Journey was released approximately one year ago and, to celebrate the occasion, I joined some folks in replaying the game last weekend.
I've already written and spoken more thousands of words about this game, but I always manage to come away with fresh perspectives after every playthrough. Even after a year, Journey remains one of the most impressive games I've ever played. Here are some of the thoughts that came to mind as I watched the credits once again:
Seeing people min/maxing Journey weird.
Even a year after its release, I managed to come across numerous companions on my adventure. A few of these people had clearly played the game before, as they quickly found the hidden runes and obscure murals in each level. One person in particular would dash through the levels as fast as possible, collecting the runes and opening the gates to the next area as if she/he were being chased.
It strikes me that I didn't see such behavior when I played Journey for the first few times last year, as people were still strangers to the desert. It actually made for a somewhat stressful dynamic, as I was much more apt to wander around the levels while my partner was all business.
The drop-in, drop-out multiplayer is extremely elegant.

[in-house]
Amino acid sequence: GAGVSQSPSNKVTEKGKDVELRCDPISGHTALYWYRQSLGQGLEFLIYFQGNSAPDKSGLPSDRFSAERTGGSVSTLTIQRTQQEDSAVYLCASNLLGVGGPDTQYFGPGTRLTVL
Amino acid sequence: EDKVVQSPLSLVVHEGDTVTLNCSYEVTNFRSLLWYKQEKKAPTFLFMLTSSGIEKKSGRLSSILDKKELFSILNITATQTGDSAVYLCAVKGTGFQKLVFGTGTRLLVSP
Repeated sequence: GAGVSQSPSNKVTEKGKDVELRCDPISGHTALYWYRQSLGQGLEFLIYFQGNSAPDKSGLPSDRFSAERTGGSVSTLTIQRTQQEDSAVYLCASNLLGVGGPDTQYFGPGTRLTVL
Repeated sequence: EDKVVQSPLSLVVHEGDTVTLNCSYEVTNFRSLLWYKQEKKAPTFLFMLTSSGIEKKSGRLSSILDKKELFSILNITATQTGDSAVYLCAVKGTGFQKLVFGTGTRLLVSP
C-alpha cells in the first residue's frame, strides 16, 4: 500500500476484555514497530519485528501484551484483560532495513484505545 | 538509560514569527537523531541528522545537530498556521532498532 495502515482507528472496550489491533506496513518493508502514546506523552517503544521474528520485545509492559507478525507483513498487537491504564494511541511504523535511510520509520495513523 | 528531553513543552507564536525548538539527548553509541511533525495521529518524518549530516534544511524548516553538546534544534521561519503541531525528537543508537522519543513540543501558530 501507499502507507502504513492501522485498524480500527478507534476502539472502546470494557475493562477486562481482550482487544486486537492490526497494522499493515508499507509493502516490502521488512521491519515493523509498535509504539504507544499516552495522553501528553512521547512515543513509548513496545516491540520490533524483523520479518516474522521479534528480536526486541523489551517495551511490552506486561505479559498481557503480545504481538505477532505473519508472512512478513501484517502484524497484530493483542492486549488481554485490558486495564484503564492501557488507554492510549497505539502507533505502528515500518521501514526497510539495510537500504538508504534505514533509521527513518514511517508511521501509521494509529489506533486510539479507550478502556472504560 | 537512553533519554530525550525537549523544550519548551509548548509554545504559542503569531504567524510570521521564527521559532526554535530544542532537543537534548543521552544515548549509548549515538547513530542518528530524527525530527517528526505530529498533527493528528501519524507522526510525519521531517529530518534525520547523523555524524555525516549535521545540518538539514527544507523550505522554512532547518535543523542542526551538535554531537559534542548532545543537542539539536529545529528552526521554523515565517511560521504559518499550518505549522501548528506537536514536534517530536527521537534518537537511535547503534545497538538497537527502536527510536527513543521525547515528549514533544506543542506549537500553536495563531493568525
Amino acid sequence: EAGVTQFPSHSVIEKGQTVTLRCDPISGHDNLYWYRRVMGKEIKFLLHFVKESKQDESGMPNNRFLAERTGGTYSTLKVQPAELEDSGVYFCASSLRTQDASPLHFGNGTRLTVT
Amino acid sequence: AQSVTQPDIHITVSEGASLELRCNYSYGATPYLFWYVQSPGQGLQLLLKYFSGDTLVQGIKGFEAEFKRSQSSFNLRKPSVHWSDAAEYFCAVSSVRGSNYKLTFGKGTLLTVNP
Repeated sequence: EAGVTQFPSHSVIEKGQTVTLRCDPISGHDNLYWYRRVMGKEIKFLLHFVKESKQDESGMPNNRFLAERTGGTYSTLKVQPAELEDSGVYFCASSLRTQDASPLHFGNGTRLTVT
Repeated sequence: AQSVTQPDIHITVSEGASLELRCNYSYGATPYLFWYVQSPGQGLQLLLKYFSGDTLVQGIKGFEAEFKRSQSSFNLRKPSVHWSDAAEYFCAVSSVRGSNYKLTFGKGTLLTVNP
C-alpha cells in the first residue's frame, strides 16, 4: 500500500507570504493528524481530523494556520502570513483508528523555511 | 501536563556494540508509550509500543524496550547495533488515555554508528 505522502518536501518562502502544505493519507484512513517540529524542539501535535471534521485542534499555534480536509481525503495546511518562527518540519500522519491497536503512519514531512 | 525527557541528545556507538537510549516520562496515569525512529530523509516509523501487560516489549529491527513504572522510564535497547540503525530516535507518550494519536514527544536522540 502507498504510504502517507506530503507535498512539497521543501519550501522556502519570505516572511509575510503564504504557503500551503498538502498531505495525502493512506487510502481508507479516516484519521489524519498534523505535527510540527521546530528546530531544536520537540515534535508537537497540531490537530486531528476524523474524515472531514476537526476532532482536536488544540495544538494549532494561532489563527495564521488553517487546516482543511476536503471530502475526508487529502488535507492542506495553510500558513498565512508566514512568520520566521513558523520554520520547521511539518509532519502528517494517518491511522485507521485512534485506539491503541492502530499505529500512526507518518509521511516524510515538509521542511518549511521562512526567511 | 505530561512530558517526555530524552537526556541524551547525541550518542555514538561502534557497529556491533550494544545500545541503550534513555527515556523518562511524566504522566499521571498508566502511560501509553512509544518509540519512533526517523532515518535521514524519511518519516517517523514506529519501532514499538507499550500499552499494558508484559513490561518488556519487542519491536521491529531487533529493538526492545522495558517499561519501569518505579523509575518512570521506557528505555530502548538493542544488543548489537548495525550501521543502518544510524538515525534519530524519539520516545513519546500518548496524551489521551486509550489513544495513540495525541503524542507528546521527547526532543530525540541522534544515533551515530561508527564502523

Without any obvious loading, server messages, or invites, meeting and subsequently parting with people feels organic. It also rewards you for paying attention to your companion, since you can only tell the difference between partners via visual and behavioral cues. I hope future, passively-online games like Bungie's upcoming Destiny are taking note.
The music is (still) amazing.
The various recurring motifs and themes are almost like another character. I made a point to pay close attention to the way the music cues and loops, as it always seems to reach a crescendo right when something dramatic is happening. The more I listen, the more I start to view it the music as akin to level design, it has a huge impact on framing the in-game world and the overall experience.
Journey is a triumph of restraint.
It's hard to find any extraneous material in the game. Besides the initial onscreen prompts that teach you movement basics, all communication with the player happens without menus, voice overs, or tutorials. There aren't any wacky side quests or score chases. Every moment of the game feels meticulously refined.
I dilly-dallied and still completed my journey in under two hours. Even so, the narrative ride offers a better sense of discovery, hardship, and eventual triumph than most 50-hour open world games I've played. You can tell a story about a difficult quest without any grinding.
The sand surfing through the ruined city and the final ascent to the mountain are some of the best moments in video games.
Not much else to say here except that I imagine they will continue to be stand out moments far many years to come.
If anyone else revisited Journey last week, I'd be interested to hear your impressions. And if you missed it, don't worry: I'm planning on making one more run this weekend. If come across a traveller in a white robe, it just might be me!